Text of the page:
African AIDS and health activists react to conclusion of AU Heads of State Summit:Declarations don’t save lives: Show us the money for health
Health GAP: 1 August 2010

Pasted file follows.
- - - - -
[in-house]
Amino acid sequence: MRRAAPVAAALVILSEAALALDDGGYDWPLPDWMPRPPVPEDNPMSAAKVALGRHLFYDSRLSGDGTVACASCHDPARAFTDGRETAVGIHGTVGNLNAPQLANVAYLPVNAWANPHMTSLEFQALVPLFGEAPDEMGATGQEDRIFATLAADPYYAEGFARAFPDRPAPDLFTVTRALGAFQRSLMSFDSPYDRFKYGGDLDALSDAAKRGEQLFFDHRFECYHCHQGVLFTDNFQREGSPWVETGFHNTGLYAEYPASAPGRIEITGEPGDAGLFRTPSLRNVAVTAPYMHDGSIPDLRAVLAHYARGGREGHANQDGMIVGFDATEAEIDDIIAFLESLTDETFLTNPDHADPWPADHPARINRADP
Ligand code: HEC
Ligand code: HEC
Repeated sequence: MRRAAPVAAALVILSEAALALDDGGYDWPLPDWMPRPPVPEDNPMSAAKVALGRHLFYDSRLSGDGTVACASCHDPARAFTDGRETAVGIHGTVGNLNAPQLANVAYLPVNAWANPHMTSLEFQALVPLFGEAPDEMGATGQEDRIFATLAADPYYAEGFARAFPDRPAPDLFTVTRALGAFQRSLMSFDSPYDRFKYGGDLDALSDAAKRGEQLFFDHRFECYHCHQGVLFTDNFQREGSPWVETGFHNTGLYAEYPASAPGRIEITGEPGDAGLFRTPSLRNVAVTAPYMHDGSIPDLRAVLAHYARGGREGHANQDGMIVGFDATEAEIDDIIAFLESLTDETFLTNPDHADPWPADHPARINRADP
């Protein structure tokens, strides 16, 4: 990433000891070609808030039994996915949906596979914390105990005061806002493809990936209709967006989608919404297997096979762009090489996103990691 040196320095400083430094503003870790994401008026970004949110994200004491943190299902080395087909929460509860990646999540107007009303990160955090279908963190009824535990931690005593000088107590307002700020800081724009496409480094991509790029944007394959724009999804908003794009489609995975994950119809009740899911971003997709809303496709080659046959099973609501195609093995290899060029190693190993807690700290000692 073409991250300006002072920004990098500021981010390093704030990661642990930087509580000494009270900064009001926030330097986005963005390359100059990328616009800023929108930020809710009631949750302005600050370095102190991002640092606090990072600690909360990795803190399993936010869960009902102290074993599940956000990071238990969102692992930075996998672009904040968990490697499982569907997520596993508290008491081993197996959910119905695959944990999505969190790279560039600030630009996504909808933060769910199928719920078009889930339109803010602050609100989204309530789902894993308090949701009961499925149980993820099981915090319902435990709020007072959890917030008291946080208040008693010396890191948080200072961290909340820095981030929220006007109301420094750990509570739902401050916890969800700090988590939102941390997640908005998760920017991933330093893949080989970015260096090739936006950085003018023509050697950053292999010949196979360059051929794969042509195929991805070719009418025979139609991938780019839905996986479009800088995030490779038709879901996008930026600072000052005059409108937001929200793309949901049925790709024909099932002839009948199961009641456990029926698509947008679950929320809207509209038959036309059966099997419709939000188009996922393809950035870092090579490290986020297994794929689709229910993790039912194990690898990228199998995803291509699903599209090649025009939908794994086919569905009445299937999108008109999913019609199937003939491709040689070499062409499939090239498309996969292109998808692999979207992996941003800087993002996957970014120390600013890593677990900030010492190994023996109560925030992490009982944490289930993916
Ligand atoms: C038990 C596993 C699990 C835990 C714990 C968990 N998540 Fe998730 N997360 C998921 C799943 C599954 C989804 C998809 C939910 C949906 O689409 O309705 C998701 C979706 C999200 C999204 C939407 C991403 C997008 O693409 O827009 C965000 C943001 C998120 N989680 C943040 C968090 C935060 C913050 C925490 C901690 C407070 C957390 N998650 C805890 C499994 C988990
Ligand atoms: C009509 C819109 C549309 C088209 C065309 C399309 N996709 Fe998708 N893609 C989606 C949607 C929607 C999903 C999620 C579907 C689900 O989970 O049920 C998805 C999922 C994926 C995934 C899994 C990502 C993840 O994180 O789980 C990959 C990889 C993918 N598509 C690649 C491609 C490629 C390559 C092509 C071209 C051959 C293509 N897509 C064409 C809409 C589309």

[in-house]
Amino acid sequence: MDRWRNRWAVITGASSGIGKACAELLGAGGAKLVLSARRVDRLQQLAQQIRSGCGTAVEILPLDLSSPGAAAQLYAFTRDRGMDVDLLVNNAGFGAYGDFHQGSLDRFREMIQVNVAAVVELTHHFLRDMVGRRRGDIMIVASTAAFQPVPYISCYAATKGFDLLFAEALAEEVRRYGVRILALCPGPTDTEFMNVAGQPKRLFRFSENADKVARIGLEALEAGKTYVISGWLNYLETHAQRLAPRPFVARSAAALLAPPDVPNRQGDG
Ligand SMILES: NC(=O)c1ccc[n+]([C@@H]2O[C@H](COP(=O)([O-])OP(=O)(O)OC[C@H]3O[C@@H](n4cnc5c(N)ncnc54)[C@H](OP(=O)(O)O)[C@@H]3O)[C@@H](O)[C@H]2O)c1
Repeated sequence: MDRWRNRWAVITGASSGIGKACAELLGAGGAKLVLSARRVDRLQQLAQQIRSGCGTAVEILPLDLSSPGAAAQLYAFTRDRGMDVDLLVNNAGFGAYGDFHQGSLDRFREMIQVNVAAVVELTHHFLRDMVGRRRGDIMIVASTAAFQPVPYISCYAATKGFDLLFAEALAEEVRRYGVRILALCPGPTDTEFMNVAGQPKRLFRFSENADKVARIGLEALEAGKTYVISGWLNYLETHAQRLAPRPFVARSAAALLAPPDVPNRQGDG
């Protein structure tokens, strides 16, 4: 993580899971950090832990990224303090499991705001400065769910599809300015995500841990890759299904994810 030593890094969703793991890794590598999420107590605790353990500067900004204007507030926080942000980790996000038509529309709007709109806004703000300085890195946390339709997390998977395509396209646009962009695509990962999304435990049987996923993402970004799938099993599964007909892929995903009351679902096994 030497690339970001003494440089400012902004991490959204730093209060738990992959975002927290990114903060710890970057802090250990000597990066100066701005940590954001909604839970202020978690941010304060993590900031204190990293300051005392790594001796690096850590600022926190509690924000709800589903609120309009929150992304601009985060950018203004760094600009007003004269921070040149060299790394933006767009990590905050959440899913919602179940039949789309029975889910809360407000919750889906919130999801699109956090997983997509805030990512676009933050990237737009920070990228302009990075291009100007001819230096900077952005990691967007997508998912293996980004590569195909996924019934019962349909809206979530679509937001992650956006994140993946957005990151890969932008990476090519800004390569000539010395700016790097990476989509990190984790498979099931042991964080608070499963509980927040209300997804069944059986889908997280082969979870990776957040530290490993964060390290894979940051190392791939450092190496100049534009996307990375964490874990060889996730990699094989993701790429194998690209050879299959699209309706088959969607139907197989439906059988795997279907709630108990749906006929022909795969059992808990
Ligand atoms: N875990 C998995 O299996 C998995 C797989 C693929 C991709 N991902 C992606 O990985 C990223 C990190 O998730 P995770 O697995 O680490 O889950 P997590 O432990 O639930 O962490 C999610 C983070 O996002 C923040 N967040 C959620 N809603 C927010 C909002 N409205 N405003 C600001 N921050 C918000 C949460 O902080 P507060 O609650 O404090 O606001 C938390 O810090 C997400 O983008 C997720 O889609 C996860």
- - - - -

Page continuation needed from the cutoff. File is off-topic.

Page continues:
African AIDS and Health Activists React to Conclusion of AU Heads of State Summit: Declarations Don’t Save Lives—Show us the Money for Health At the close of the African Union (AU) Heads of State Summit, health experts and activists from across Africa expressed grave concern that leaders are not delivering on fundamental commitments to expand investments in maternal and child health and other life saving health services, including treatment and prevention for HIV, tuberculosis and malaria. The Summit convened for the first time under the theme ‘Maternal, Infant and Child Health and Development in Africa’ but security and terrorism dominated many heads of states’ formal remarks. ‘Without access to essential health services, like access to HIV treatment and prevention and access to quality antenatal care, we cannot have security if people are dying from preventable diseases and conditions,’ said Angela Asio of Uganda Network on Law, Ethics and HIV/AIDS (UGANET). ‘Uganda lost almost 80 people in a tragic and senseless bomb attack two weeks ago—in the same way, we are experiencing the equivalent of countless bomb blasts every day in the form of needless deaths of mothers and children across Africa. This is unacceptable.’ AU Member States committed ten years ago to scale up their national budget allocations for health to at least 15%. Only three countries are currently meeting that goal. The majority of African countries are investing less than the World Health Organisation recommended minimum package of $40 per capita in health. 15 countries, including Uganda, the host of the AU Summit, are investing as little as $2-$10 per person on health. Although the AU Summit Declaration ‘Actions on Maternal, Newborn, and Child Health and Development in Africa by 2015’ asserted that universal access to quality healthcare is a human right, the advocates expressed disappointment at the overall outcome—particularly regarding mobilising additional resources needed to save lives and advance maternal and child health. For example, the Declaration committed AU Members to ‘enhancing domestic resources’ but not to a concrete, time bound increase in domestic investment in health. ‘It would seem that Heads of State prefer building roads to addressing maternal and child health challenges when we know that the equivalent of a mini bus full of pregnant women die every hour—not because of bad roads but as a result of HIV and pregnancy related complications and other preventable causes. Where is the political will from our leaders to provide the treatment and prevention services we need?’ said Bactrin Killingo of International Treatment Preparedness Coalition (South Africa). Activists also challenged donor governments to keep their health funding promises—including the commitment to scale up investments in order to reach universal access to HIV treatment and prevention. AIDS is the leading killer of women of reproductive age in Africa, and contributes to 61,000 maternal deaths annually. Currently, donors are not fully funding the Global Fund, and the U.S. government is flat-funding is bilateral AIDS programme. ‘Donors and African governments alike must keep their funding promises—our lives are at stake,’ said Alice Kayongo of UCOBAC. Civil society representatives available for interviews: Lillian Mworeko, International Community of Women Living with HIV East Africa (Uganda) +256 392 947 313 Bactrin Killingo, International Treatment Preparedness Coalition (South Africa) +277 339 23377 Angela Asio, UGANET (Uganda) +256 755 689 973 Linda Mafu, World AIDS Campaign (South Africa) +272 148 730 10 Dominica Mudota, SafAIDS (Zimbabwe) Titus James Twesige, East African Network of AIDS Service Organisations (EANNASO) (Tanzania) +255752941663 or +256772525487 Alice Kayongo, Uganda Community Based Association for Child Welfare (UCOBAC) (Uganda) +256 701 440 108